DÖLLINGER, JOHANN (1799–1890), more fully Johann Joseph Ignaz von Döllinger; Roman Catholic professor of dogmatics and church history at the University of Munich (1826–1872), who became the controversial center of scholarly liberal Catholicism in Europe. Son of a pious Catholic mother and an educated, anticlerical father, he was ordained at age twenty-three and served briefly as a curate before finishing his doctoral dissertation and being appointed to Munich. There he was somewhat novel among Roman Catholics, though not unprecedented, in his emphasis upon the scholarly study of church history.
The key principle in Döllinger's thought, "organic growth," or "consistent development," gave not only approval but also limits to changes in the Catholic church. Early in his career, defending established developments in Catholicism, he denounced mixed marriages, affirmed the authority of the pope (1836), and favored the policy that Protestant soldiers be required to kneel at the consecration when they were present at a Catholic mass (1843). Likewise, in his works on Luther (1851) and the Reformation (1846–1848), he denounced the break in historical continuity effected by the Protestant schism. Later in his career, however, he came to oppose as "inconsistent with tradition" new prerogatives of the papacy, such as the opposition to modern scholarship and the assertion of infallibility. In 1863, Döllinger organized, without ecclesiastical permission, a meeting of one hundred Catholic theologians in Munich, to evaluate the scientific study of history. In his opening address he denounced scholasticism and called boldly for a thorough use of critical tools in examining church history, independent of Roman authority. Although hailed by liberal Catholics throughout Europe, such principles were soon condemned by Pope Pius IX, in his 1864 Syllabus of Errors and in his encyclical Quanta cura. Such disagreements intensified as rumors grew that unrestricted papal infallibility was to be affirmed at the First Vatican Council (1869–1870). For his opposition to infallibility, Döllinger was excommunicated, with both haste and publicity, in March 1871, by Archbishop Scherr of Munich. Some have seen the excommunication as gratuitous. Döllinger's opposition resulted partially from conciliar secrecy, which kept him from learning until too late the restrictions placed on infallibility. Because of the enforced ignorance, some of his arguments (1869–1871) sound more rhetorical than relevant.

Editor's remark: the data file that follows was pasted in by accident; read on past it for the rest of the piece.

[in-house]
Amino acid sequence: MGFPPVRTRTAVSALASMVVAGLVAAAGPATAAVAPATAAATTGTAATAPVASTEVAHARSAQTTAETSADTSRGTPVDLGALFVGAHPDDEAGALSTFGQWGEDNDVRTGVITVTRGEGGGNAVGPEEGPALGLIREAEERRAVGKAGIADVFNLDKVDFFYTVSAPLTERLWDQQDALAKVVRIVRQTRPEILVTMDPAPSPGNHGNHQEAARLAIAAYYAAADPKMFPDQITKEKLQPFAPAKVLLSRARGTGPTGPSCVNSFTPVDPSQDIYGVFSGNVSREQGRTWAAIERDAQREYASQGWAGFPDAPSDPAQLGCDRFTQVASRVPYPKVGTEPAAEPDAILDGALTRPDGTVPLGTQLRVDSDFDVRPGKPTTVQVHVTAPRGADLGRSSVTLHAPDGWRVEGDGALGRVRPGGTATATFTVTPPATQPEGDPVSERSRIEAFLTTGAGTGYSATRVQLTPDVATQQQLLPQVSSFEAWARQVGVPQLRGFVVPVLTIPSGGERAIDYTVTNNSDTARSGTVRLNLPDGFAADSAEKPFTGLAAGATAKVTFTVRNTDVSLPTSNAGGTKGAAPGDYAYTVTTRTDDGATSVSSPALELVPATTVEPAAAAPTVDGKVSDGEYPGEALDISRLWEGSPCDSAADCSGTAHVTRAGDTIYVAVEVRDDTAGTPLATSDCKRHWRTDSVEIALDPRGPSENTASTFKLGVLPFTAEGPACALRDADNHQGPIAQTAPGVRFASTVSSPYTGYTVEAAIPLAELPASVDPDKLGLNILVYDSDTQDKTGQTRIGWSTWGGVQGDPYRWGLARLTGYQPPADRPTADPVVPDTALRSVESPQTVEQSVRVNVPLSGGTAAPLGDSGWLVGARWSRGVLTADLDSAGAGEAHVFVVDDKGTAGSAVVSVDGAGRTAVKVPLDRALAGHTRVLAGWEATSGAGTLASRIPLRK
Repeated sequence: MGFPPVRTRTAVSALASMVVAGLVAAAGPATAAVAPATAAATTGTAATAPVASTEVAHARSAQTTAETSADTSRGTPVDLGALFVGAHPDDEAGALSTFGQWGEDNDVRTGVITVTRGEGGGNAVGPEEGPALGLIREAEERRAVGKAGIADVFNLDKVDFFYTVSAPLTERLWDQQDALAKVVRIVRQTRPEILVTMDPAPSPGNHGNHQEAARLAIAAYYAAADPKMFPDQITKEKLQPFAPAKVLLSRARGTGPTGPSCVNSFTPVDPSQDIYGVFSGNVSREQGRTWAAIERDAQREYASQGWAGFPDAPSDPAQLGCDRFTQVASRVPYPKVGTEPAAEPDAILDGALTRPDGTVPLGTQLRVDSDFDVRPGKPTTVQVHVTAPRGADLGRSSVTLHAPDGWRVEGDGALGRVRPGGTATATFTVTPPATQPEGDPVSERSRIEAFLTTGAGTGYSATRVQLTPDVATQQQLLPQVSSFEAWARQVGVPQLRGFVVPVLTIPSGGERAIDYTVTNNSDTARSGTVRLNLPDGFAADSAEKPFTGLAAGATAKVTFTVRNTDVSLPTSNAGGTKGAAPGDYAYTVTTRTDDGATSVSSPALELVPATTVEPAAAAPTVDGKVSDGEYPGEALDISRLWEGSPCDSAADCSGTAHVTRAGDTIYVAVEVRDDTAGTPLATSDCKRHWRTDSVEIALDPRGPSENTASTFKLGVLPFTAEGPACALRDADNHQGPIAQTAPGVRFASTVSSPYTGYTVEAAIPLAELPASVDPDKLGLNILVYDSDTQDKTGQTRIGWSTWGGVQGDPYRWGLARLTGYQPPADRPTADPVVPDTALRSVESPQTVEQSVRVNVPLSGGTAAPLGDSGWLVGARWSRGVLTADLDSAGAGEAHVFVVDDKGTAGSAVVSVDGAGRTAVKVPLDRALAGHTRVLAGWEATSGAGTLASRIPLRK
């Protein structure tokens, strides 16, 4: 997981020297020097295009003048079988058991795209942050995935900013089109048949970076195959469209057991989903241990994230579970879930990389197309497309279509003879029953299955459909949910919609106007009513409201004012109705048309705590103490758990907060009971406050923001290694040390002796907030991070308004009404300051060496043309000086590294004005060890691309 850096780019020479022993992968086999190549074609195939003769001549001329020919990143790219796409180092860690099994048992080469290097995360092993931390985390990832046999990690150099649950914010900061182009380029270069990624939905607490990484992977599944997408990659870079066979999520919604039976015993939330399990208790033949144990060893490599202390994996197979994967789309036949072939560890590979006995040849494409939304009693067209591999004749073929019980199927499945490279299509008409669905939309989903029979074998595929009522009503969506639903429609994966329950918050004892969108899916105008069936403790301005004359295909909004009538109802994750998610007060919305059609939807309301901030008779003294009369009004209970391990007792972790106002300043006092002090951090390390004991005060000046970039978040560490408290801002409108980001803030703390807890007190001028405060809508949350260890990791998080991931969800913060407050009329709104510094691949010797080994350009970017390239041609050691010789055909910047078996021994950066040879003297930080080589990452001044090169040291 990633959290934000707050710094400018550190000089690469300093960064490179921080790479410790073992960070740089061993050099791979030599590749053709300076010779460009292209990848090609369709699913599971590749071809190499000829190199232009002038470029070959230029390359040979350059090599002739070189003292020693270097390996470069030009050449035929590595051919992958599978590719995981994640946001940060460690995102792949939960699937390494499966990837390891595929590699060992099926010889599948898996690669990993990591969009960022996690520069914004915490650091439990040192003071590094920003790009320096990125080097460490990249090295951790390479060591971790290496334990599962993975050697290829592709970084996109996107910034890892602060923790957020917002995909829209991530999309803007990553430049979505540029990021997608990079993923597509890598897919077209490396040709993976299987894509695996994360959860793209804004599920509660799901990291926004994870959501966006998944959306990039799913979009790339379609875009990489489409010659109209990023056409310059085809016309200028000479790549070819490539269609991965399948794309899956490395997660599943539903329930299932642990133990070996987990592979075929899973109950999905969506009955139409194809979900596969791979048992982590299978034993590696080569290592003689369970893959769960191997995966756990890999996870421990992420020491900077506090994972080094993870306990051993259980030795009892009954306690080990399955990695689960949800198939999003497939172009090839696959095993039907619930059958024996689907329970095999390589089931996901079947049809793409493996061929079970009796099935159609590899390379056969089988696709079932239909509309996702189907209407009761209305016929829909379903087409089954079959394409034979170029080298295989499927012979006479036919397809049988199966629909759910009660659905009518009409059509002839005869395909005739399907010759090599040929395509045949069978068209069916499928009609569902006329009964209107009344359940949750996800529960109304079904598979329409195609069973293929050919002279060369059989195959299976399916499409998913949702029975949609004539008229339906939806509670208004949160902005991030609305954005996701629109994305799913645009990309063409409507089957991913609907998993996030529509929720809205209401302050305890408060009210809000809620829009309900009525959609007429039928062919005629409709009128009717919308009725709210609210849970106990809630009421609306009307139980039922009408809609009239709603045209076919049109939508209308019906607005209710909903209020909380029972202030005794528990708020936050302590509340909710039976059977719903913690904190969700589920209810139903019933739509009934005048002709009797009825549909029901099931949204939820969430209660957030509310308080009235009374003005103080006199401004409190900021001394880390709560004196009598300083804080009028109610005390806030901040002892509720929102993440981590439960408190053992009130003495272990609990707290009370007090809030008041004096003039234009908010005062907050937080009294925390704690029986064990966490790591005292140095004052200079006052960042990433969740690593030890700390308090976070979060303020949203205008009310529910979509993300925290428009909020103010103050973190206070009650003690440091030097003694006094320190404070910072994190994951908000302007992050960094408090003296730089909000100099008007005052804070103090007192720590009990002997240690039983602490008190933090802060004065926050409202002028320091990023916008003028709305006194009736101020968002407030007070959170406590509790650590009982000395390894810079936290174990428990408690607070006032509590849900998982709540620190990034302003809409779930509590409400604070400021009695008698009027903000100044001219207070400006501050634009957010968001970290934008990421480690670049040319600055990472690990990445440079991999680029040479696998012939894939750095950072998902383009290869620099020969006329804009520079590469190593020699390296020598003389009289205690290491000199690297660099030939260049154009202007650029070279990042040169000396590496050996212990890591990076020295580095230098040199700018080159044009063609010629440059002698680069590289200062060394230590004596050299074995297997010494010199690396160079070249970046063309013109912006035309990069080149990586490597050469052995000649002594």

Döllinger provided a rallying cry for the development in Germany of the "Old Catholic" church (which denied papal infallibility). He admitted he belonged to this church "by conviction," but he never formally joined. His refusal of an offer to become the first German Old Catholic bishop hampered that church's growth. Even after excommunication, he continued to attend Roman Catholic services, even though he was denied the sacraments by his excommunication. Despite political ability sufficient to hold national office under Ludwig I of Bavaria, neither his scholarship nor his statecraft was adequate to reconcile Catholicism with modernity. As important to Germany as Cardinal Newman was to England, Döllinger influenced Lord Acton and widened the ambit of historical consciousness in the Roman Catholic church. He has not yet found his definitive place in that church's history. Extolled in a book by his close friend the Old Catholic priest Johannes Friedrich (Ignaz von Döllinger, 3 vols., 1899–1901), he also was castigated by the Jesuit Émile Michael (Ignaz von Döllinger, 1892), whose criticism was so severe that Döllinger was repudiated even by the usually nonjudgmental modernist Friedrich von Hügel. The definitive Döllinger biography has not yet been written.
For an interesting survey of Döllinger's development, from apologist for Rome to staunchly pre-Vatican I Roman Catholic, see Peter Neuner's Döllinger als Theologe der Ökumene (Paderborn, 1979). Showing similarities and differences between Newman and Döllinger, though with surprisingly superficial analysis of some materials, is Wolfgang Klausnitzer's Päpst-liche Unfehlbarkeit bei Newman und Döllinger (Innsbruck, 1980). Lacking in details, but with an evenhanded treatment of the Vatican I infallibility controversy, is Walter Brandmüller's Ignaz v. Döllinger am Vorabend des I. Vatikanums (Saint Ottilien, 1977). Important correspondence is included in the work edited by Victor Conzemius, Ignaz von Döllinger: Briefwechsel 1820–90, 3 vols. (Munich, 1963–1971). An unsurpassed bibliography of Döllinger's writings, including translations, is in Stephan Lösch's Döllinger und Frankreich (Munich, 1955).
Ronald Burke (1987)